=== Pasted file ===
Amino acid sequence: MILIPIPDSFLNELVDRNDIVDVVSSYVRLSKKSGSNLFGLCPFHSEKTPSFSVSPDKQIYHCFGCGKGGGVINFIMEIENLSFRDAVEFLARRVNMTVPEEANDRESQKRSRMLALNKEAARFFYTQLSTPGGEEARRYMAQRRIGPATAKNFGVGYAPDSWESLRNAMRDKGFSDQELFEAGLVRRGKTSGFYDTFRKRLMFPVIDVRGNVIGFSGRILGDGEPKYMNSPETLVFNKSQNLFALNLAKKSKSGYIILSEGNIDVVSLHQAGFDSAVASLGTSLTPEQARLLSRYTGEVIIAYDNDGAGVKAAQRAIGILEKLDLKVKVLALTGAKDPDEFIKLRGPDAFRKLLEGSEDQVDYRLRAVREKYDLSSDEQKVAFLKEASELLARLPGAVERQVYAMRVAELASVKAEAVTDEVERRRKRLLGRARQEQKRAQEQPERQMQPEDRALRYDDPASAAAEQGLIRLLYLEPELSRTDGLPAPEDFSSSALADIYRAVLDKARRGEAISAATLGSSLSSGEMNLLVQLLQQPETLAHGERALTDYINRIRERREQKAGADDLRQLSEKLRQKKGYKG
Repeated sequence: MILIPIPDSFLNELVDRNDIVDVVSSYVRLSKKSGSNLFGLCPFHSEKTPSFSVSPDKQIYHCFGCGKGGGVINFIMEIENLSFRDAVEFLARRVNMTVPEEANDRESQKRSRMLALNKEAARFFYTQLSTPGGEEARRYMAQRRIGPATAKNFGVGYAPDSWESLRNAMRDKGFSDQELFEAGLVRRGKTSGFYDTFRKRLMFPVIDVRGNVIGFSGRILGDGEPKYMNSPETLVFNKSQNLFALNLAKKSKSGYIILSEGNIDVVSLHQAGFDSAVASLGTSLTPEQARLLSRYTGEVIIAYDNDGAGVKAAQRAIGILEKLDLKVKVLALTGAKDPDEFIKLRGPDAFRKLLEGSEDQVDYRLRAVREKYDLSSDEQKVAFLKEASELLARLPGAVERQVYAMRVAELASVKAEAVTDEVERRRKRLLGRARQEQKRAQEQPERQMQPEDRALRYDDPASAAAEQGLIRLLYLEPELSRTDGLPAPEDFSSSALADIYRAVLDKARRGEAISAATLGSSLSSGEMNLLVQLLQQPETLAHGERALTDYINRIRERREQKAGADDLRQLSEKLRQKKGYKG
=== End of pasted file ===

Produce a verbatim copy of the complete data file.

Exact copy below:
Amino acid sequence: MILIPIPDSFLNELVDRNDIVDVVSSYVRLSKKSGSNLFGLCPFHSEKTPSFSVSPDKQIYHCFGCGKGGGVINFIMEIENLSFRDAVEFLARRVNMTVPEEANDRESQKRSRMLALNKEAARFFYTQLSTPGGEEARRYMAQRRIGPATAKNFGVGYAPDSWESLRNAMRDKGFSDQELFEAGLVRRGKTSGFYDTFRKRLMFPVIDVRGNVIGFSGRILGDGEPKYMNSPETLVFNKSQNLFALNLAKKSKSGYIILSEGNIDVVSLHQAGFDSAVASLGTSLTPEQARLLSRYTGEVIIAYDNDGAGVKAAQRAIGILEKLDLKVKVLALTGAKDPDEFIKLRGPDAFRKLLEGSEDQVDYRLRAVREKYDLSSDEQKVAFLKEASELLARLPGAVERQVYAMRVAELASVKAEAVTDEVERRRKRLLGRARQEQKRAQEQPERQMQPEDRALRYDDPASAAAEQGLIRLLYLEPELSRTDGLPAPEDFSSSALADIYRAVLDKARRGEAISAATLGSSLSSGEMNLLVQLLQQPETLAHGERALTDYINRIRERREQKAGADDLRQLSEKLRQKKGYKG
Repeated sequence: MILIPIPDSFLNELVDRNDIVDVVSSYVRLSKKSGSNLFGLCPFHSEKTPSFSVSPDKQIYHCFGCGKGGGVINFIMEIENLSFRDAVEFLARRVNMTVPEEANDRESQKRSRMLALNKEAARFFYTQLSTPGGEEARRYMAQRRIGPATAKNFGVGYAPDSWESLRNAMRDKGFSDQELFEAGLVRRGKTSGFYDTFRKRLMFPVIDVRGNVIGFSGRILGDGEPKYMNSPETLVFNKSQNLFALNLAKKSKSGYIILSEGNIDVVSLHQAGFDSAVASLGTSLTPEQARLLSRYTGEVIIAYDNDGAGVKAAQRAIGILEKLDLKVKVLALTGAKDPDEFIKLRGPDAFRKLLEGSEDQVDYRLRAVREKYDLSSDEQKVAFLKEASELLARLPGAVERQVYAMRVAELASVKAEAVTDEVERRRKRLLGRARQEQKRAQEQPERQMQPEDRALRYDDPASAAAEQGLIRLLYLEPELSRTDGLPAPEDFSSSALADIYRAVLDKARRGEAISAATLGSSLSSGEMNLLVQLLQQPETLAHGERALTDYINRIRERREQKAGADDLRQLSEKLRQKKGYKG